The Enûma Eliš is the Babylonian creation mythos (18th to 16th centuries BCE). It has about a thousand lines and was recorded in Old Babylonian on seven clay tablets. It's also one of the earliest pieces of writing ever found. They recovered it in Iraq by the way, an area that scientists regard as the cradle of civilization. Now, since september 1, 2014, Enûma Eliš is also an album by German instrumental rockers Apoa (which stands for A Prism of Ashes). If mankind discovers this album in 3000 years or so, scientists might be stunned again...
Apoa doesn't seem to be satisfied with being a post-rock band although their music will be a very good addition to every post-rock collection. But Apoa incorporates several other influences in their sound, making them somewhat unique. Here, too, you can find some influences from Cocteau Twins or Slowdive but there's also a lot of dark rock and post-punk in here, sometimes even to the extent of gothic metal (without the singing dresses). This results in a very heavy album with a lot of psychedelic and atmospheric passages.
The guitars are pretty heavy and there's a lot of almost doom-like riffs on Enuma Eliš,
interspersed with clean, dreamy sections. It's quite remarkable that all of this power comes from just one guitar. After all, Apoa is a trio that has put a lot of variation in their sound. Drums and bass function as a solid foundation for these extended sonic journeys, often reminding me of the 'party-post-rock' that bands like Sleepmakeswaves have been creating. It's easy to let yourself float along with the sound on this seven-track album. Yet, it's also very tempting to start some serious headbanging on some occasions.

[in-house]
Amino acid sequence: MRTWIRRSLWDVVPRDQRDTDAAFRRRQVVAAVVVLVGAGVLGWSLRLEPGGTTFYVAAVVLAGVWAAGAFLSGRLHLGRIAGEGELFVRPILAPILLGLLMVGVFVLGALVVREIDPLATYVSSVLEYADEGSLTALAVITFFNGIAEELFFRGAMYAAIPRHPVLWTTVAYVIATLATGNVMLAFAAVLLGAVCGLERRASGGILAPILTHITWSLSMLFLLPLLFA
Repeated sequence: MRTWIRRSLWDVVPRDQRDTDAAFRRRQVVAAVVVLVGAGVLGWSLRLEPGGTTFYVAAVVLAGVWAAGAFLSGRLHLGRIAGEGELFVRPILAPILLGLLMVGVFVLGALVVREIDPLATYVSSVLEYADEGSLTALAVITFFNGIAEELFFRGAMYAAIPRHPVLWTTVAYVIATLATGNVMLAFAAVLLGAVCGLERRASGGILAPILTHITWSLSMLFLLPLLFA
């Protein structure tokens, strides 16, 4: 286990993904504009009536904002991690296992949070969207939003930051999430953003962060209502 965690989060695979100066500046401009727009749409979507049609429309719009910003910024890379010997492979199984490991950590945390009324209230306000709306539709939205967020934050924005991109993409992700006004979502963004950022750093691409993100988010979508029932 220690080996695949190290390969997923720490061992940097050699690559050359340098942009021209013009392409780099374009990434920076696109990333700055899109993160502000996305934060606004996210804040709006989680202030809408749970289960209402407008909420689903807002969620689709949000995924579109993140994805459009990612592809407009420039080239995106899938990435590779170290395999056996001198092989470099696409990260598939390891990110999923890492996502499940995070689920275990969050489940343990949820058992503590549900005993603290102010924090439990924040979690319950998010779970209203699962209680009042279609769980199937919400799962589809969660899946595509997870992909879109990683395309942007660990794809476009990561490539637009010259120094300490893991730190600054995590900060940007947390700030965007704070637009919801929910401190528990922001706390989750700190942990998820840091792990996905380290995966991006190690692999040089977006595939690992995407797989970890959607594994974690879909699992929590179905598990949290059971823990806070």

Picking a favourite track is an almost unattainable challenge so I'm not going to do that. Each track can easily stand on its own but they also perfectly fit in with the conceptual flow of this album. The overall feel is pretty dark. Here and there influences from bands like Katatonia, Tool, Oomph or Deftones impose themselves. However, the fact that Apoa succeeds in writing these epic songs without the use of vocals is proof of their talent. These seem to be experienced musicians who have a great technical know-how. They're well able to tell spectacular stories, without words.
Looking at the pictures on their facebook-page I almost feel sorry for Apoa for having to play in such small venues (although the audience always seems to be extatic). This band obviously deserves bigger stages. I really hope Enuma Eliš has the power to extend Apoa's exposure and send them on a tour. I have a feeling that this Dresden-based trio will be playing in front of a frenzied crowd almost everywhere they perform. But beware, the headliners on those evenings will probably be pissed off because they'll have to play in front of an exhausted crowd...